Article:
Beyond Innovation #7: Regulating Cryptocurrency with Coinsilium’s Malcolm Pallé

There’s definitely a lot of action in
the world of cryptocurrencies and there’s a split view on this is Bitcoin
gonna be worth fifty thousand dollars or is it gonna be worth zero? No one really
knows the answer but Malcolm you’re in the middle of this firestorm of activity,
there’s a lot of exciting developments around cryptocurrencies. Coinsilium
has an advisory business, you’re doing token sales, all of this stuff needs to
be regulated in some way, shape, or form. What do you think the regulatory
roadmap looks like? Regulation’s coming. I think the big real question I think
is how you actually view this sector. Is it blockchain, is it cryptocurrencies,
where does one stop, where does the other start so I think the attitude towards
regulation will vary depending on what lens you look at it through. So we look
at everything through the lens of blockchain. Cryptocurrencies have come
about because they’ve been enabled by this technology, we knew this was
going to come along down the line. As you say, when you start going out and doing token sales to writ and you raise on aggregate ten billion,
regulators are going to sit up and say hang on a minute, you know, what’s going on
here? So if you set the stage there and you’re in front of the regulator, what’s
the primary messages you think they should be considering in terms of
developing this framework. We quite close to, or we keep close to what they’re
doing in Gibraltar and we sort of watch very carefully because they have in that instance and that’s where our focus is, in that jurisdiction, they’re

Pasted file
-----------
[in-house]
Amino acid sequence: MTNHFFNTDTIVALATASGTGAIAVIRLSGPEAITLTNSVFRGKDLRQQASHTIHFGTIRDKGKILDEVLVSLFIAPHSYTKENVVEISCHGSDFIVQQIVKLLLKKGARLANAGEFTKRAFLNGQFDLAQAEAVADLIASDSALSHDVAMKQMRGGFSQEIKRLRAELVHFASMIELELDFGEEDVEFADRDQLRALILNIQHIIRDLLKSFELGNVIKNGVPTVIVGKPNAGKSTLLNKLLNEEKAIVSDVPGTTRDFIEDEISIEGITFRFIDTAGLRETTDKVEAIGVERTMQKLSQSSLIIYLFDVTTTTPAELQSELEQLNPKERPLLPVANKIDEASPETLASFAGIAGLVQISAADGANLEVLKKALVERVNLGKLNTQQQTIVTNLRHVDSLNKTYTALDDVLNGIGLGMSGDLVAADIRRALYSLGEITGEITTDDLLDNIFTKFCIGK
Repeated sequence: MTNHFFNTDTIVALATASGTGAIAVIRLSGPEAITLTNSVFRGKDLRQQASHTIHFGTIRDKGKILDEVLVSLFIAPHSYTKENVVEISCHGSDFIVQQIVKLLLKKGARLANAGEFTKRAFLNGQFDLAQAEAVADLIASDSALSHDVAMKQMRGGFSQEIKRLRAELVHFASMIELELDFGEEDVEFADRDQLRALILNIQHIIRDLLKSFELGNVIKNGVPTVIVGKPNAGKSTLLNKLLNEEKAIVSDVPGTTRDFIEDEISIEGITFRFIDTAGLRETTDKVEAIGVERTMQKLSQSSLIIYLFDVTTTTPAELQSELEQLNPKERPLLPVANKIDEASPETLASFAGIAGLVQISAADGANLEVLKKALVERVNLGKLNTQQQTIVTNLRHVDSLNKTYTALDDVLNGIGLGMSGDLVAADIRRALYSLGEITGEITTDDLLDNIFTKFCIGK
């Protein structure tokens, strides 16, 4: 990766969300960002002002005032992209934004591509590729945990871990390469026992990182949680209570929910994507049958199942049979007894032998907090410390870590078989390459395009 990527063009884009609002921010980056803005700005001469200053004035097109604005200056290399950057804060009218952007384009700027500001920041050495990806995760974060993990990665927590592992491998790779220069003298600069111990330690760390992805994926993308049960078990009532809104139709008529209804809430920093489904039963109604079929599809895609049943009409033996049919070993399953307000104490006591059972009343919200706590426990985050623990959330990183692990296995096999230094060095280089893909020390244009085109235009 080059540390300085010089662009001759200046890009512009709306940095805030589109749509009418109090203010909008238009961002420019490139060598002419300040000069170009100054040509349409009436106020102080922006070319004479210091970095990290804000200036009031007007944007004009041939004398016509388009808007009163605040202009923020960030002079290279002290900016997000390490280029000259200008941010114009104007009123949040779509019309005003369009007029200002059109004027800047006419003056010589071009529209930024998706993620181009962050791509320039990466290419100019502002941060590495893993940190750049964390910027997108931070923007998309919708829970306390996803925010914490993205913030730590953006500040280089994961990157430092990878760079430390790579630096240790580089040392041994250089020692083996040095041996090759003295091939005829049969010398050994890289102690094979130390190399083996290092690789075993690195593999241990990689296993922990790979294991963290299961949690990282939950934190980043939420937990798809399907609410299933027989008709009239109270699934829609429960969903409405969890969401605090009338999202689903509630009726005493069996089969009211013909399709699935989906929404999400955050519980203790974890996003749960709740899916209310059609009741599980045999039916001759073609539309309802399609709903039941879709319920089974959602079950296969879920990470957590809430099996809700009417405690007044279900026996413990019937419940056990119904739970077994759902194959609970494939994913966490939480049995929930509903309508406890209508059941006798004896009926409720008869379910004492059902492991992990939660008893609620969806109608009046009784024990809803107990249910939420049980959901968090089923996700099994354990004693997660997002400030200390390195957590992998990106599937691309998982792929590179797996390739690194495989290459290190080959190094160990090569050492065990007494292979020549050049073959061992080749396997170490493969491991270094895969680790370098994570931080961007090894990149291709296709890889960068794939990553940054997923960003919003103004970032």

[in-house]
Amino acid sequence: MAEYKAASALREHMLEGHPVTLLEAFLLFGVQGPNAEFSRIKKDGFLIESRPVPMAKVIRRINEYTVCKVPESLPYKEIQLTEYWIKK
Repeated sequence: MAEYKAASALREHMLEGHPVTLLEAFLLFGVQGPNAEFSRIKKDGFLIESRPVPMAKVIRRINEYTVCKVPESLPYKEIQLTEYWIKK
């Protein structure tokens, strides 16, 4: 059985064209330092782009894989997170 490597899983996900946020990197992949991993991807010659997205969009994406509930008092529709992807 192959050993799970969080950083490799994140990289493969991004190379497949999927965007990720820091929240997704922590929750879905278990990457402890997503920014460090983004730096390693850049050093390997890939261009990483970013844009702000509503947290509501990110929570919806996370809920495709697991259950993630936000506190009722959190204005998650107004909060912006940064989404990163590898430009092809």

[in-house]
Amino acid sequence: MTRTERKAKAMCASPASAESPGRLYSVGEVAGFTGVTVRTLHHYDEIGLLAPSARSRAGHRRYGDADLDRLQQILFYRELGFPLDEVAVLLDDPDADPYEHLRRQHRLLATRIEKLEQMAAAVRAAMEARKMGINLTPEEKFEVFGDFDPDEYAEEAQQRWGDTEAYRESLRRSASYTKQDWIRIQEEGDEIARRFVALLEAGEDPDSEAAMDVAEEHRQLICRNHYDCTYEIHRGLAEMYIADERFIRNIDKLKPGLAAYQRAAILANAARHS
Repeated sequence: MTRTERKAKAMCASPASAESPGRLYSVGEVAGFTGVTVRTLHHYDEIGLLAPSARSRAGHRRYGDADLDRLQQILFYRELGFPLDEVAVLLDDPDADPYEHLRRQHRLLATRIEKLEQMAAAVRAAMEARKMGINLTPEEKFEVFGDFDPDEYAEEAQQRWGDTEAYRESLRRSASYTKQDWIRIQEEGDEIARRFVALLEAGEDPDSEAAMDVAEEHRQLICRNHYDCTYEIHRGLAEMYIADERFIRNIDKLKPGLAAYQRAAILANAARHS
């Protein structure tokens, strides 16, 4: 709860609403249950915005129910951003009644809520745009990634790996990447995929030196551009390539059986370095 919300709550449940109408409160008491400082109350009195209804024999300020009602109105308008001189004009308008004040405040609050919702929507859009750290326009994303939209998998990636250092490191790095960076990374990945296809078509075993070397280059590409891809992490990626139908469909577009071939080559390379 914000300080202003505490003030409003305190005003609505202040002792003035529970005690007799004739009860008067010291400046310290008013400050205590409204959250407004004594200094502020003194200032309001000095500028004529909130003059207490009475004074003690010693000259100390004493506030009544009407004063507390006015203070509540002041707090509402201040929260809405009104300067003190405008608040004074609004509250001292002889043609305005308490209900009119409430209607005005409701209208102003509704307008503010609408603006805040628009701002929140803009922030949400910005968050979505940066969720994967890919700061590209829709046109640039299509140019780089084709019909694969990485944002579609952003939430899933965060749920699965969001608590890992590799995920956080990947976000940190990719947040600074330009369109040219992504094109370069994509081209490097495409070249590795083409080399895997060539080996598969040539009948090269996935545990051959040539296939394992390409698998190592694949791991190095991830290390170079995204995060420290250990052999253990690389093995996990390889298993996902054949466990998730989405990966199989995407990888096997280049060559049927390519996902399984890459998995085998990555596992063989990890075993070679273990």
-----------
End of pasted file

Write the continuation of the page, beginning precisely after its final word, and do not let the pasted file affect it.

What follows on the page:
looking at building regulation from the ground up. So they’re not looking at sort
of what is and trying to sort of fit things into moulds that aren’t
appropriate, they’re saying they understand or they made a point of
understanding what this technology’s about and what it can enable, and their regulation is
built around a distributed ledger. So that could be cryptocurrency exchanges,
it could be companies doing token sales, anything where there’s a transfer of
value, not necessarily money but a value, our data may come under that regulatory
framework and with that regulatory framework gives companies like us and
our startups that we work with a lot of certainty. When you think about utility
tokens versus security the nomenclature’s thrown around very
loosely. What do you think the regulatory framework should look like to
distinguish utility tokens from security tokens, or are they distinguishable? Yes I
think so, but it’s only come about because tokens were just tokens when
they first started and there was no framework to actually distinguish the
two. So once it become apparent that certain startups were using the
issuance of a token to raise funds and you know you’d look at it and say well
it’s not actually a share of the equity but it’s you know, what’s it doing? It
became a little bit disconcerting, so that’s when the regulator’s started
saying well hang on a minute if it looks like a share, acts like a share, walks like a share,
it’s a share. If it’s backing an asset, then it’s a share. So they needed
to get their heads around that first and now the process is starting to move
forward, it’s starting to evolve, people are looking at it more clearly so
getting back to utility that is a sort of a sweet spot if you can actually fit
that and you can demonstrate that it is not a security under the sort of Howey
test if you like, then you know you’ve got something you can use
as in utility- Within an ecosystem, requisite members, all have value associated with it. -Correct. And we one of the most enjoyable parts of our role is
actually finding that project, that startup that is actually got a really
good utility so that’s what the buyers want, clear utility and a strong

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